- Later in the month, thin out hardy annuals sown in drifts or rows to allow plants to reach optimum size.
- Pot cuttings of tender perennials, eg pelargoniums, arctotis, verbenas, penstemons and argyranthemums, taken late last summer or autumn. They'll be well rooted now and will benefit from some fresh compost and more space for root formation before planting in their summer position.
- Plant out sweet peas – two plants to each upright. Dig a good, deep hole and fill the base with farmyard manure. Tie them in to the base of the arch or frame and water them in well.
- Create new plants from last year’s pelargoniums – take cuttings now and they’ll be ready to be replanted in a couple of months and be in full flower in four (don't miss Sarah's How to take pelargonium cuttings video for a quick guide).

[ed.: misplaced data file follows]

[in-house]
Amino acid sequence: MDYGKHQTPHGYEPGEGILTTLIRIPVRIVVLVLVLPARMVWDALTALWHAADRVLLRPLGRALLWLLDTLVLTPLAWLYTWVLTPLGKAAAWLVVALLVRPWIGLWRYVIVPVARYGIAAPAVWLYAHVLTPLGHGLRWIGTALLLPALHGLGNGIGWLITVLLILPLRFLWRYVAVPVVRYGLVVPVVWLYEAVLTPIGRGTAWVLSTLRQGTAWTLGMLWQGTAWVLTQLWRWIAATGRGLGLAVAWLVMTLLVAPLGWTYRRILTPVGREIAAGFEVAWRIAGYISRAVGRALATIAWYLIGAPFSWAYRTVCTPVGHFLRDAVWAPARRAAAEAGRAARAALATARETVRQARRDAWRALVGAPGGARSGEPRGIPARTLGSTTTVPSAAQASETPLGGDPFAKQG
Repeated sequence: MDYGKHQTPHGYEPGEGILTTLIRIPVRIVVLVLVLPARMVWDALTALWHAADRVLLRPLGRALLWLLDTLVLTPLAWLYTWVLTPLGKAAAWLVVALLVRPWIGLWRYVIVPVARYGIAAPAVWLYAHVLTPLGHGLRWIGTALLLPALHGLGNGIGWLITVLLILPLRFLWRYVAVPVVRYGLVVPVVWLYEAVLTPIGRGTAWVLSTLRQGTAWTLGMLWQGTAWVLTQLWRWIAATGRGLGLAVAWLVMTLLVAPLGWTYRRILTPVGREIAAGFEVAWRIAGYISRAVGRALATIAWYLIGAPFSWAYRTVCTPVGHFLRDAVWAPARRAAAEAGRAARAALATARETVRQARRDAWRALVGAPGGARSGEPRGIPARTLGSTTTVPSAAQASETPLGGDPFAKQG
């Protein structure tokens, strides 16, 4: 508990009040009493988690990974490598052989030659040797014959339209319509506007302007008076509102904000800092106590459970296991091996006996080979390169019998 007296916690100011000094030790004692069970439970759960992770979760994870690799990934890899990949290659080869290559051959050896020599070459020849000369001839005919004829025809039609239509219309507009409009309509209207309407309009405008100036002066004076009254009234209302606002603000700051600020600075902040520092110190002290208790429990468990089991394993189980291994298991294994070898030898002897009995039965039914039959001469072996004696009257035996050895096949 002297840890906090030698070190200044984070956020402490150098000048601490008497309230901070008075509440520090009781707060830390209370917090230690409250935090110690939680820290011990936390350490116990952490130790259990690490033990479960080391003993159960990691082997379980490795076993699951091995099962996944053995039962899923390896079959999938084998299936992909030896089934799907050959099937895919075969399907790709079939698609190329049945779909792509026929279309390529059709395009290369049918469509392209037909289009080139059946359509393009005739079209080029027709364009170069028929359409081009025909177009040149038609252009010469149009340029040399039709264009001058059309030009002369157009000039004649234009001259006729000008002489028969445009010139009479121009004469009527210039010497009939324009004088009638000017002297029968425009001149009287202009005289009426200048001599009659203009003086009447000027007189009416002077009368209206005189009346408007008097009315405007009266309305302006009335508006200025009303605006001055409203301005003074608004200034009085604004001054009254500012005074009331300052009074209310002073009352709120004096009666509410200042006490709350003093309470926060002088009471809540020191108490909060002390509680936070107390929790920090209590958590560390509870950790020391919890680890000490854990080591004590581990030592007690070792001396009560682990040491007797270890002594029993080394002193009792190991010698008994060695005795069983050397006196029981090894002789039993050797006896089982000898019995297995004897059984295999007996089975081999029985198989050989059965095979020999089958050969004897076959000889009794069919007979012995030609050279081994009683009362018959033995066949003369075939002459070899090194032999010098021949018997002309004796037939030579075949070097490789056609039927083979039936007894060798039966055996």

Bulbs and Tubers
- If you have received your dahlia tubers, now is the time to get them potted up. Follow our instructions carefully and you will have wonderful flowers to cut all through the summer months.
- Finish planting summer-flowering bulbs. This includes eucomis, crinums and the deliciously scented cousin of the gladiolus – acidanthera. Plant them in pots or in the ground.
- Plant lily bulbs straight into the ground. Give them plenty of room and, on heavy soil, add grit for drainage to their planting hole. Most varieties thrive with their bulbs in some shade and tops emerging into full sun.